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Old 21-08-2008, 19:26   #31
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You wouldn't want a Yanmar mechanic giving you mechanical advice regarding your Yanmar, would you?
Of course not, I'd rather have an someone tell me that diesels are polluting, world-ending machines and will be the death of us all so we'd best legislate against them. (sigh)
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Old 21-08-2008, 19:33   #32
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I wish they'd hand out more BUIs over here - but don't really care about dem rowers...
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Old 21-08-2008, 19:50   #33
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round my neck of the water I think the BUI is higher than the DUI by .3, .11 vs .08
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Old 22-08-2008, 06:30   #34
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On a boat, I could be sitting in a secure anchorage , or I would assume, a live aboard at a marina, have a few sherberts and get a visit from the Anti-Fun Squad.
Cat man...settle down...no they can not.

Unless the boat is moving, th rules dont apply. I would be the first to jump up and down. (And DO something about it) Obviously it defeats the purpose if being stationary incurs the same wroth. It dosnt. Being safely on anchor is a boat at rest. There is NO body in charge. Whilst I understand and share your thoughts re over policing, it is important that we dont stretch the situation.
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Old 22-08-2008, 06:44   #35
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Cooper, that was very well put. And JZK, you should be very careful in giving legal advice. Most jurisdictions have offences for failing to provide a breath sample which carry the same penalty as a DUI conviction. The best advice is 'don't take the risk' and, if you are stupid enough to do it, then call a lawyer in the jurisdiction in which you are apprehended before giving samples of your breath at the police detachment (the roadside samples taken prior to the exercize of your right to counsel are generally ony admissible as grounds for arrrest, not evidence on any subsequent trial). Remember, however, laws vary from jurisdiction to jurisdiction and the best defence in this case is to stay off of (or out of) the court. Don't put the ball into play and you can't lose.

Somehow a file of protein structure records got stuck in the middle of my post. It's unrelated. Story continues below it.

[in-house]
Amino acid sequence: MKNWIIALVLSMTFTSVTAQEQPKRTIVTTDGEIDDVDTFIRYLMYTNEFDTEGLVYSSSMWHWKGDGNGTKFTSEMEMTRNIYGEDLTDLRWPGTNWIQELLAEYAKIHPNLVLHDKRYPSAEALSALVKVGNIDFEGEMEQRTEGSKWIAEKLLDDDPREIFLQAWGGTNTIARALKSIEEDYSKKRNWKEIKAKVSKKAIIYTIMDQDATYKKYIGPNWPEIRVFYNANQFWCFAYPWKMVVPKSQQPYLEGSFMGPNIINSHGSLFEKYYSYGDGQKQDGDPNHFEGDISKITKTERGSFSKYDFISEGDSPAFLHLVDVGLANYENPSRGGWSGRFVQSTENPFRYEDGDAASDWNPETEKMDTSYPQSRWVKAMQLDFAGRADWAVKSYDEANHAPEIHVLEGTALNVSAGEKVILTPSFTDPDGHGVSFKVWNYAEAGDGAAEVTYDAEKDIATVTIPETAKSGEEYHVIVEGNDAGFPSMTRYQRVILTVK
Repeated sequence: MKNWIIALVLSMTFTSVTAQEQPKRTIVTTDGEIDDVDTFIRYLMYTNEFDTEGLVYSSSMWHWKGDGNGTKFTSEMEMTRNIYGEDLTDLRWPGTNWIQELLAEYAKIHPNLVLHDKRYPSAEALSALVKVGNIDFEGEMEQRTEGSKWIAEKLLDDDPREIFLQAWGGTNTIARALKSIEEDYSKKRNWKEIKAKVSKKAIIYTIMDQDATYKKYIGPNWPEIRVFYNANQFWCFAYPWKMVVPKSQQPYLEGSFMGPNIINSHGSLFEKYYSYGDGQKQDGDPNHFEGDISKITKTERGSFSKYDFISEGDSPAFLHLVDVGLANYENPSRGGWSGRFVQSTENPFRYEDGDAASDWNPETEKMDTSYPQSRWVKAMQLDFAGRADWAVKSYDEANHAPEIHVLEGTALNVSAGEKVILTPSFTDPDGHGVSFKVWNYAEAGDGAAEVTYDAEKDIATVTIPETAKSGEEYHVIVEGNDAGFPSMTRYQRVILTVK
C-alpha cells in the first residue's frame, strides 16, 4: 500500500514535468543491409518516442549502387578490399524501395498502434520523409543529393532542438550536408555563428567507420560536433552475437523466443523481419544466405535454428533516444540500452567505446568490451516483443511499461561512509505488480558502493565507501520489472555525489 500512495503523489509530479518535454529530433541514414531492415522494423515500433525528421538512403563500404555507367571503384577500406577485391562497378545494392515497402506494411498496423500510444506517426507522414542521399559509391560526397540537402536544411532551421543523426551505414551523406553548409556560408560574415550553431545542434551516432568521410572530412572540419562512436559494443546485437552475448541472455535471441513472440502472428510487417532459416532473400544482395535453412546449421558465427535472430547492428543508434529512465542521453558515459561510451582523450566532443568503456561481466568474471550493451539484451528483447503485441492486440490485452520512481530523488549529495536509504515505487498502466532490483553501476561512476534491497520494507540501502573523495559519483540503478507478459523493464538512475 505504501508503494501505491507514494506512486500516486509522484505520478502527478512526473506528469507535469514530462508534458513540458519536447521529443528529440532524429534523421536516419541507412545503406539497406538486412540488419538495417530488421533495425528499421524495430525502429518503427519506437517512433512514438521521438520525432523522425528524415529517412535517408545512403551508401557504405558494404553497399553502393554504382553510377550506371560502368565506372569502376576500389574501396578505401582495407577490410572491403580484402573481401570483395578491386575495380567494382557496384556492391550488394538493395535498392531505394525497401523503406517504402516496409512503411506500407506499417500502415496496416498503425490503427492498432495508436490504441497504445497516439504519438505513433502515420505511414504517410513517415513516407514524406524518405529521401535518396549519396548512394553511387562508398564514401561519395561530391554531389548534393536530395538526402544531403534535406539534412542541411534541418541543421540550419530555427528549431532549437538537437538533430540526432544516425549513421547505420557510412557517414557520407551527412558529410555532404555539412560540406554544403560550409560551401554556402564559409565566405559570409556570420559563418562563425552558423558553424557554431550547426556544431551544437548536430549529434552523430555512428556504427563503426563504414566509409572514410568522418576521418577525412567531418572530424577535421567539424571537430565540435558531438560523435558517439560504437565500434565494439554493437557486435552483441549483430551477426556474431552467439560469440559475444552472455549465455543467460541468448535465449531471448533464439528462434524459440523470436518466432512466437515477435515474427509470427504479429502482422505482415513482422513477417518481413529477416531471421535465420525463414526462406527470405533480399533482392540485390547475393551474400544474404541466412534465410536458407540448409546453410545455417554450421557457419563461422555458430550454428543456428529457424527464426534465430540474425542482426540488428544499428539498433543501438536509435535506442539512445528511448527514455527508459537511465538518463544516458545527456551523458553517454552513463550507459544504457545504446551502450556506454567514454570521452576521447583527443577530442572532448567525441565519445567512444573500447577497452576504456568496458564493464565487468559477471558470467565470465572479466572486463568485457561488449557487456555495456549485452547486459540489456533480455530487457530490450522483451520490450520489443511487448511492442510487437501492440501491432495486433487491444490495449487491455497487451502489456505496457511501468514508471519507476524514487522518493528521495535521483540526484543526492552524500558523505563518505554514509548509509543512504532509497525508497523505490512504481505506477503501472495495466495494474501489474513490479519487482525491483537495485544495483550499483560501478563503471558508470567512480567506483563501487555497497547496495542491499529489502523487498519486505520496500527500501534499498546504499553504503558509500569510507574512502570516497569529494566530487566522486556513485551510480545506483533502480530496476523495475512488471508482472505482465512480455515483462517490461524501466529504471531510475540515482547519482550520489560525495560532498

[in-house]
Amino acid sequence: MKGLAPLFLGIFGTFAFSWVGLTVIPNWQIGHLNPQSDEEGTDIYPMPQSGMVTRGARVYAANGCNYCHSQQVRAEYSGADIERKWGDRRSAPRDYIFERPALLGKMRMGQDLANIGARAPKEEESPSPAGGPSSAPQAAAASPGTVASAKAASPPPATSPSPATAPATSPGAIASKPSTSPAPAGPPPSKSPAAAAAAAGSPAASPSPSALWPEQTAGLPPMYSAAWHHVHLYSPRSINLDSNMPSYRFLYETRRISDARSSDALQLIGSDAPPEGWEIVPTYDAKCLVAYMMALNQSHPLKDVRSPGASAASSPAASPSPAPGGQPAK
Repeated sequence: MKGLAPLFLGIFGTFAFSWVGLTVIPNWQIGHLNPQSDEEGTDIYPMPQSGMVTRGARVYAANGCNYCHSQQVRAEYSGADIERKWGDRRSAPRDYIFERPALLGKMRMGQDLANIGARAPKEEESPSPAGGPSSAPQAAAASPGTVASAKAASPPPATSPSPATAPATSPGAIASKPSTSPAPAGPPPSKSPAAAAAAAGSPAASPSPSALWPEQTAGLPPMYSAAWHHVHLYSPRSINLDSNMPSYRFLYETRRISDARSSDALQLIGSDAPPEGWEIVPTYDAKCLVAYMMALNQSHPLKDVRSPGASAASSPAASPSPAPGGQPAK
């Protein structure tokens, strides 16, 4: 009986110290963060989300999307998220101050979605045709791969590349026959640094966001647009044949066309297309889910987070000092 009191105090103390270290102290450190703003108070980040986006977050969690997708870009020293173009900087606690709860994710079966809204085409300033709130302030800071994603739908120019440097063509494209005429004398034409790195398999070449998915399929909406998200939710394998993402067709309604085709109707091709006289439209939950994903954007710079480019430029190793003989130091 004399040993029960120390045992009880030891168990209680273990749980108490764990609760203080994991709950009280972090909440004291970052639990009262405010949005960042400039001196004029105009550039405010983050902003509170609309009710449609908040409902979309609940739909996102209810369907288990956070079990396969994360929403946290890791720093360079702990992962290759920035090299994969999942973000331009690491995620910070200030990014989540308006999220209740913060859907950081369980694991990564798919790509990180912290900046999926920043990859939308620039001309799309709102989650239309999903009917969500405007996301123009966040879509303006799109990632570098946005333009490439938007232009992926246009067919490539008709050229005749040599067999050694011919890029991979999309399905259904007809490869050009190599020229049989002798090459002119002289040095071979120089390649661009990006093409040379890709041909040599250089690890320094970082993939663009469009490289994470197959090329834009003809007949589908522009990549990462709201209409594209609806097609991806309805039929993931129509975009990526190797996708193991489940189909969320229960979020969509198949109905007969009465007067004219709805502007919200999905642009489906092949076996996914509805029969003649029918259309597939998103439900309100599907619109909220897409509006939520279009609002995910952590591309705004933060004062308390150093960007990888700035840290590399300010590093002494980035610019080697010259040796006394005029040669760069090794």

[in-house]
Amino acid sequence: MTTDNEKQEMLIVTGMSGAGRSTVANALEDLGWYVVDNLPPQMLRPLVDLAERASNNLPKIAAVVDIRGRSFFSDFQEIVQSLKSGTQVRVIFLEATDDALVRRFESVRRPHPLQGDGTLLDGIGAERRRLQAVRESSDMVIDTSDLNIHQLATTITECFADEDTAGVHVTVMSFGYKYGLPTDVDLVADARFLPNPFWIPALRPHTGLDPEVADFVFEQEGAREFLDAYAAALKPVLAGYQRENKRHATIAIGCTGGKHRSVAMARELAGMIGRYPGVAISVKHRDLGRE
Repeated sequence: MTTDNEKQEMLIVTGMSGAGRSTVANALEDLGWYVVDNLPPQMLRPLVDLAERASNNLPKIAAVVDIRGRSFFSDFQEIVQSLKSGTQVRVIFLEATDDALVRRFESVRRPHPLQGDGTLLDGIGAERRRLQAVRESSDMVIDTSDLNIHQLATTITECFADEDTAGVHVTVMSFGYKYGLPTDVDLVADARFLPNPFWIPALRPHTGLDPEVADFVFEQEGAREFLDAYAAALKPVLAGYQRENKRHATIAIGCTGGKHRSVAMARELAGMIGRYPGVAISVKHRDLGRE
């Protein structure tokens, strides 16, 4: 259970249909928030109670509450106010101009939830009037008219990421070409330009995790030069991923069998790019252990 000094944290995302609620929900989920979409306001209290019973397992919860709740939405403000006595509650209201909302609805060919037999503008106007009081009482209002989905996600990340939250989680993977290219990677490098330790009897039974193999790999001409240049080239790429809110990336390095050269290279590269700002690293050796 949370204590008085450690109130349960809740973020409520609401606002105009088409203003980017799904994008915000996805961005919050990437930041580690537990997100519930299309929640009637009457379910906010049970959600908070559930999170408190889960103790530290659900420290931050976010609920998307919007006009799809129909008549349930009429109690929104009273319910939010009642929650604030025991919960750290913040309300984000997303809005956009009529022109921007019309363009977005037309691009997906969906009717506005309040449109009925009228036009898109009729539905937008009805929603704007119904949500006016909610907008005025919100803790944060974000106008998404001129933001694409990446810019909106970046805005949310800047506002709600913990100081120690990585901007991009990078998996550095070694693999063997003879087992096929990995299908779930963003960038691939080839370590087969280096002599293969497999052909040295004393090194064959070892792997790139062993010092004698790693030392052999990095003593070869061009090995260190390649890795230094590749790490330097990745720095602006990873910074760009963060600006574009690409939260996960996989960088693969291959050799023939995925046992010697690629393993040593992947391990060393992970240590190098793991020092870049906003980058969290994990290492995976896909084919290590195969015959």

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Old 22-08-2008, 07:20   #36
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Cooper, that was very well put. And JZK, you should be very careful in giving legal advice. Most jurisdictions have offences for failing to provide a breath sample which carry the same penalty as a DUI conviction. The best advice is 'don't take the risk' and, if you are stupid enough to do it, then call a lawyer in the jurisdiction in which you are apprehended before giving samples of your breath at the police detachment (the roadside samples taken prior to the exercize of your right to counsel are generally ony admissible as grounds for arrrest, not evidence on any subsequent trial). Remember, however, laws vary from jurisdiction to jurisdiction and the best defence in this case is to stay off of (or out of) the court. Don't put the ball into play and you can't lose.

Brad
I stated it that there is a fine of up to $500 for refusing the test. In all of my life I have never heard an attorney give any other advice other than to refuse the test regardless of the consequences. The other consequences are worse.

Yes, the best advice is don't drink. Second to that, if you are drinking, don't operate a vehicle of any kind. However, if you follow that advice, you never need to decide whether to take the test.
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Old 22-08-2008, 07:39   #37
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Again, jzk, one has to careful in assuming that the penalties/laws are the same in all jurisdictions. In Canada, the penalties for refusing a test are IDENTICAL to failing one. I understand that is also the case in the UK, some Caribbean Islands and some US States.

In addition, statutes (and the case law interpreting them) change rapidly. It is dangerous to assume that the advice given to one person in one area on one set of facts will apply generally. This site is dedicated to cruisers, many of whom will eventually sail in different jurisdictions. If you find yourself at a police station being requested (or demanded) to take a breath test, GET LEGAL ADVICE! Don't assume anything.

The reality is that in many jursidictions, it is easier to fight a breathalyzer reading (or its admissibility) than it is to defend a refusal to even provide a sample. It is better to know your rights and obligations than to think you know them.



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Old 22-08-2008, 07:47   #38
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The reality is that in many jursidictions, it is easier to fight a breathalyzer reading (or its admissibility) than it is to defend a refusal to even provide a sample. It is better to know your rights and obligations than to think you know them.Brad
Really? That is a new one to me. So now you are giving legal advice as to how easy it is to fight a breath test. Interesting.

If I got stopped for BUI, I would say that I am very nervous, and I don't want to take any tests, or do anything until I talk to my lawyer. Then I wouldn't take any tests, or do anything. Saying that I want to talk to a lawyer is for the jury. It makes me seem reasonable and gives me an explanation for why I wouldn't take the test.

And, for the record we are talking about Key West, which is in Florida which imposes up to a $500 fine for your first refusal to take the test.
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Old 22-08-2008, 07:52   #39
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There are plenty of states in the US where you'll get a DUI or similar ticket if both you and the car keys are found in the car at the same time, and you're drunk. That's not totally unfair, since a sober driver should know the drunk driving laws and if you can't remember to stash the keys--you might also forget not to drive with them.